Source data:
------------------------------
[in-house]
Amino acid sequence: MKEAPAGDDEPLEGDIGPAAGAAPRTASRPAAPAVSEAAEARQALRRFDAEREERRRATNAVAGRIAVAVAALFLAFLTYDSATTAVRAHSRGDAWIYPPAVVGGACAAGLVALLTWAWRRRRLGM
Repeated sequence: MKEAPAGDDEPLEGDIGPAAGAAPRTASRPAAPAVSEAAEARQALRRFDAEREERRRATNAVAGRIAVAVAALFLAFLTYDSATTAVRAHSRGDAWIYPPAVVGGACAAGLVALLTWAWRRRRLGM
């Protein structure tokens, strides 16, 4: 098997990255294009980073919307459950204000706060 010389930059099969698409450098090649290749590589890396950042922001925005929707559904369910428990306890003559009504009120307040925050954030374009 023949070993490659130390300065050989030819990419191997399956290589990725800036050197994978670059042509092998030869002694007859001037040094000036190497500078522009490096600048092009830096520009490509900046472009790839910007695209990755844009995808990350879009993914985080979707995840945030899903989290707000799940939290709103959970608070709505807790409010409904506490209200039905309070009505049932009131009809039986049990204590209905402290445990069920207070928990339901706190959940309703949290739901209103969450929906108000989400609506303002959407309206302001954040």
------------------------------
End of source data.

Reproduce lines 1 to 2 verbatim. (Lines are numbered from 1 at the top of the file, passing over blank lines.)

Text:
[in-house]
Amino acid sequence: MKEAPAGDDEPLEGDIGPAAGAAPRTASRPAAPAVSEAAEARQALRRFDAEREERRRATNAVAGRIAVAVAALFLAFLTYDSATTAVRAHSRGDAWIYPPAVVGGACAAGLVALLTWAWRRRRLGM